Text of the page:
So a bit of a bad period financially again it seems in the world…
Chinese stock market crashes, depression in the US and European markets…
And Brazil is in a recession, even if it seems to be in the depths of denial! On an campaign video two weeks ago PT (Dilma’s party) were talking about how there is no crisis, it is all down to the media overplaying it and scare mongering. This week she has made a statement saying that perhaps it is worse than first realised…
And I see no where better to show that than a look at the exchange rates. For me, I am interested in the rate against the pound.
Today we are close to hitting R$5.6 to the GBP (oops… I checked at midday, seems we have shot past 5.6 since then to 5.64). When I first arrived in Brazil it was around 3. Enough said? Actually, perhaps a few pictures can be worth a thousand words!
Looking at the last 90 days (all rates courtesy of Oanda) shows quite how much it has changed lately, from 4.8 to 5.6 representing almost a 20% swing, which for any Brazilian wanting to go abroad makes it a very expensive prospect…
In fact, looking back at the 3 years I have been in Brazil, it is a fairly solid trend of increasing. I have highlighted the 2.9, which was around when I got my Brazilian work contract.
In fact, we have to go back a long time to find when it was last like this! 2002 was the previous time the exchange rate reached these levels… In fact, in the last 20 years, it has only been anywhere near here twice, and had a very volatile journey from 1995 to 2015… From around 1.5 to 5.9!
But for a Brazilian, the current state of the economy must be very worrying. I had hoped that the rate was stabilising, but it seems not with another increase over the last 2 days. There’s lots of people talking about setting a new record of hitting 6 by the end of the year… It doesn’t even look like we will have to wait that long unfortunately.
Of course, for anyone visiting Brazil, now is a great time, and in fact every day is that little bit better! I’ve had many posts in the past about how expensive things here can be, however now some things that used to seem expensive are now seeming far more reasonable when I think in terms of pounds. And as a fan of fine dining, Rio and São Paulo can have some true gastronomic bargains going on with a great set of Michelin Star restaurants to visit, as well as just a great set of restaurants that didn’t quite make it in the first ever Michelin Guide for South America. For me, there’s a visit to D.O.M. is coming up in October and I can’t wait!
So now that I’m back in freezing cold London, I thought I’d have a look back on the first five weeks I had in Rio and the memorable moments!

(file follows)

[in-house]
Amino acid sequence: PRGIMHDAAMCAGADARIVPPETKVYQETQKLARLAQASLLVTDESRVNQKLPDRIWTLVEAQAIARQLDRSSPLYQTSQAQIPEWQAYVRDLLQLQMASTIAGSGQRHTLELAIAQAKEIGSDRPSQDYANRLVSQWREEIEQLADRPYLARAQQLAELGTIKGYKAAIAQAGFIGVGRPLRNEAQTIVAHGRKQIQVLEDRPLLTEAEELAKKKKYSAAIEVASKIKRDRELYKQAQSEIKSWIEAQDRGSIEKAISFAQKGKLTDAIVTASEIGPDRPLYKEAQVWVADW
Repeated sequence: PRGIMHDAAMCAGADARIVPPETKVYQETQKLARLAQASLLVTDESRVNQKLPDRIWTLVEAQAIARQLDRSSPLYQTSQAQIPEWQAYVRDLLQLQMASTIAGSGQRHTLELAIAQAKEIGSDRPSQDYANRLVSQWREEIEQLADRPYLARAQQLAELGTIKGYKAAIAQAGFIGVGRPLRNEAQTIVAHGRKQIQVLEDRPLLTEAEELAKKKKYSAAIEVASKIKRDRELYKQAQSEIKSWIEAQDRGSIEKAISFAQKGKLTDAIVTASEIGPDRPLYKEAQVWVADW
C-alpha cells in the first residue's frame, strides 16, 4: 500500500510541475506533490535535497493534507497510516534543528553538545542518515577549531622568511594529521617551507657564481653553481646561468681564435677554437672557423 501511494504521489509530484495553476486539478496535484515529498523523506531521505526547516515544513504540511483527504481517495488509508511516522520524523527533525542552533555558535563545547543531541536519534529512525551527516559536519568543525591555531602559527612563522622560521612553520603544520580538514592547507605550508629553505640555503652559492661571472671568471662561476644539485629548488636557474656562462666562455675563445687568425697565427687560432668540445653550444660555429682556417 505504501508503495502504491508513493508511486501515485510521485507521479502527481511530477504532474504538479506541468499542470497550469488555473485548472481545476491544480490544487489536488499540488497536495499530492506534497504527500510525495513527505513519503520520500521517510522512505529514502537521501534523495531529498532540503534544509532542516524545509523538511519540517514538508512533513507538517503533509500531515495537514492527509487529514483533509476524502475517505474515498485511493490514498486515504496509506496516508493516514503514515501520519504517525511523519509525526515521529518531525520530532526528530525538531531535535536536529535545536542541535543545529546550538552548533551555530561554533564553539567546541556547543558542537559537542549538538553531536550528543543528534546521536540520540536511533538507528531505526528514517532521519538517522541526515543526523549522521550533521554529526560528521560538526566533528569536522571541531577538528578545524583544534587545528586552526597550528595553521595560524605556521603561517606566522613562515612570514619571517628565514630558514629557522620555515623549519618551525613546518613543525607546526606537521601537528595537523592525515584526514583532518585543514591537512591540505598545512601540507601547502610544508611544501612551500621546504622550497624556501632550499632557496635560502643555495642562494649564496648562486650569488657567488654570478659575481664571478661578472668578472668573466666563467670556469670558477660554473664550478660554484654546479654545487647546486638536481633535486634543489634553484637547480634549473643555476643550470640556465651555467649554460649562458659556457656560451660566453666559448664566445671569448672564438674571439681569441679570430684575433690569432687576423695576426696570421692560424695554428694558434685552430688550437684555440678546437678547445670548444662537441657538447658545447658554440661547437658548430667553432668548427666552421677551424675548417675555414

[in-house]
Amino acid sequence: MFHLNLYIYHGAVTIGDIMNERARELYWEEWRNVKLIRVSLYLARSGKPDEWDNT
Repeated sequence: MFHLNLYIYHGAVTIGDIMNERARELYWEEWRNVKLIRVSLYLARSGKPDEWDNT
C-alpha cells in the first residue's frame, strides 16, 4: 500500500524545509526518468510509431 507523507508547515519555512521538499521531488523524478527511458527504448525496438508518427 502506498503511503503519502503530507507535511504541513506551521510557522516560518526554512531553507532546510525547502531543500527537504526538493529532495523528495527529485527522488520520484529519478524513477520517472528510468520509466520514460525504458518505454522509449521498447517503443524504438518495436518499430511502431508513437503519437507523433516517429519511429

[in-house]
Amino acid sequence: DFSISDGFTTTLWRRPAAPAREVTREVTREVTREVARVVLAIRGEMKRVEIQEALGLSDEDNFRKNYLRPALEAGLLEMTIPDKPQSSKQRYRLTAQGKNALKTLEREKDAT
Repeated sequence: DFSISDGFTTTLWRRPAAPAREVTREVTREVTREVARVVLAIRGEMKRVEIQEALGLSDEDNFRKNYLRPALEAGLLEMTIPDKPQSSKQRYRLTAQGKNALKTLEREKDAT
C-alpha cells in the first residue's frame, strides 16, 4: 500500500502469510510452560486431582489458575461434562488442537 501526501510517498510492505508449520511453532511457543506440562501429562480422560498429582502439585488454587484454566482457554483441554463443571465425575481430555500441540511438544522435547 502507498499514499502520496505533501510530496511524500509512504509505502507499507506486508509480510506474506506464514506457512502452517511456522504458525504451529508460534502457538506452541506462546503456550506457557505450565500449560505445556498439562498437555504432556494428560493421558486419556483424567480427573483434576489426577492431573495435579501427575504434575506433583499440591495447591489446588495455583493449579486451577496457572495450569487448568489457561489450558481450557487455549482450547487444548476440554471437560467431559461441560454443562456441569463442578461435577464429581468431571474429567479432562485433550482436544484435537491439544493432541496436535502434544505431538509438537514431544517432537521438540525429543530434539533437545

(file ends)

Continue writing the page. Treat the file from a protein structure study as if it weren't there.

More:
So one that stands out is crazy taxi drivers and the small crash we had on the way out one evening. Cutting down the shoulder, or even the pavement to take short cuts… Works fine as long as there isn’t, say, a bus where you are trying to go…. My advice – wear a seatbelt, and get a newer cab with airbags maybe! They can be a bit crazy in their driving, and buses think they are doing a timed lap of Interlagos sometimes! Buses take cash normally up to a R$20 as long as hey have change. Prices vary from $2.75 to $5.25 depending if they are air conditioned or not. Always board at the front and exit at the back. And in a lot of areas stops are not clearly marked as to what buses you may find!
Second… Let’s mention food! At a rodizio in Botafogo I saw more meat than I have done in my life I think! And good as well. One thing that did surprise me is how expensive eating out is. At a proper sit down restaurant prices are very similar to London for lunch or dinner. However there are cheaper options. One favourite for lunch was the weigh your plate style, where you can get a big lunch for well under £10. And it terms of the variety, you can basically get most things. I never had any problems with weird foods, but haven’t tired feijoada yet…. Nothing is spicy, but that’s fine with me!
Third… Getting cash! Never have I found it so difficult abroad to be able to get cash… A lot of cash machines are bank specific and don’t take anything other than that bank’s cards. Then more are either just MasterCard or just visa. But even finding a machine that takes your card type is no guarantee of it then giving you money. Or even working one day and still working the next day. My card got blocked several times by my bank for potential fraud as I kept cycling round cash machines trying to get money out! Generally Banco24 machines (often found in pharmacies) were ok, but not all took the same type of cards. Also Bradesco machines normally worked. Sense would work with some banks but not others (eg Barclays card works, Lloyds card doesn’t for example).
Fourth… Mosquitos…. No dengue fever to mention, but I did get bit quite a bit. I would recommend a plug in mosquito repellent (I had two in my room to finally keep them at bay!). Although I didn’t wear repellent all the time, if you are bothered by them it is probably a good idea.
And that’s it for today’s instalment! More tomorrow hopefully.